Tori: The problem here is with a lot of the celebrities, I’m not talking about the real divas who can sing… you are not hearing the truth. In Pro Tools we can… we can do anything. If you were the most famous woman in the world or one of them and you had videos out of yourself doing all kinds of things with Coke bottles, then we’d find a way to get you in pitch if we thought we could sell 2 million copies. Now what I’m saying to you is that, for the Sly and Robbies of the world, the game is a very different game. Because they have to make it on their own; they don’t get retouched when they walk in a room. They look like how they look like. So my only issue is that if you’re interested in buying a lie, then spend your money. But that’s the thing; I like to buy into what people can do. I mean if you can twirl your tongue upside down, I’ll sit and watch it… I’ll give you a fiver for it. But if you’re not really doing it and they’re cheating in the computer, I’m going to be pissed off at you.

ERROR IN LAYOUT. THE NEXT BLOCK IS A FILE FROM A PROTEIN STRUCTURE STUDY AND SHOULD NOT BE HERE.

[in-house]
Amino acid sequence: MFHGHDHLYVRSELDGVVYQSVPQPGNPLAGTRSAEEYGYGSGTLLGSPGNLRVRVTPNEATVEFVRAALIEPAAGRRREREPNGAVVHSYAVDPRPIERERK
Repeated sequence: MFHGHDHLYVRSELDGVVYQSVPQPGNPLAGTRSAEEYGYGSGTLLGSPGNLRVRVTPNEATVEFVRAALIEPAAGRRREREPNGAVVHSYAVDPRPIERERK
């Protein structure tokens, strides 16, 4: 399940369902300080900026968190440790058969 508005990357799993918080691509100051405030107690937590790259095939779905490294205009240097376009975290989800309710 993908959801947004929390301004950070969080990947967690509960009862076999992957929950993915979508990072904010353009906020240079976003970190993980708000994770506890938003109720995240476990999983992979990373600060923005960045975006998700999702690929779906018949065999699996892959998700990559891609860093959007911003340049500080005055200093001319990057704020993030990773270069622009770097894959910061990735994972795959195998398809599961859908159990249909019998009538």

Host: So when can we expect the new album?

    Tori: Comes out in spring. And I must say though, I’m so glad I did this box set first because it’s forced me to collect everything that I ever did, or wished I hadn’t done, and put it inside my being; take it with me.

    Host: Finally, we asked Tori when she’s going to be touring again.

    Tori: Sometime starting May; world tour. The great Matt Chamberlain is going to be playing drums, my buddy. I love… to me, he’s the greatest drummer in the world now. And Jon Evans on bass. So I’m really thrilled that they’re coming out. It’s time to put the high heel on and do that thing.

    (“A Sorta Fairytale” Plays.)

    ~Transcribed for Undented by Katran_sama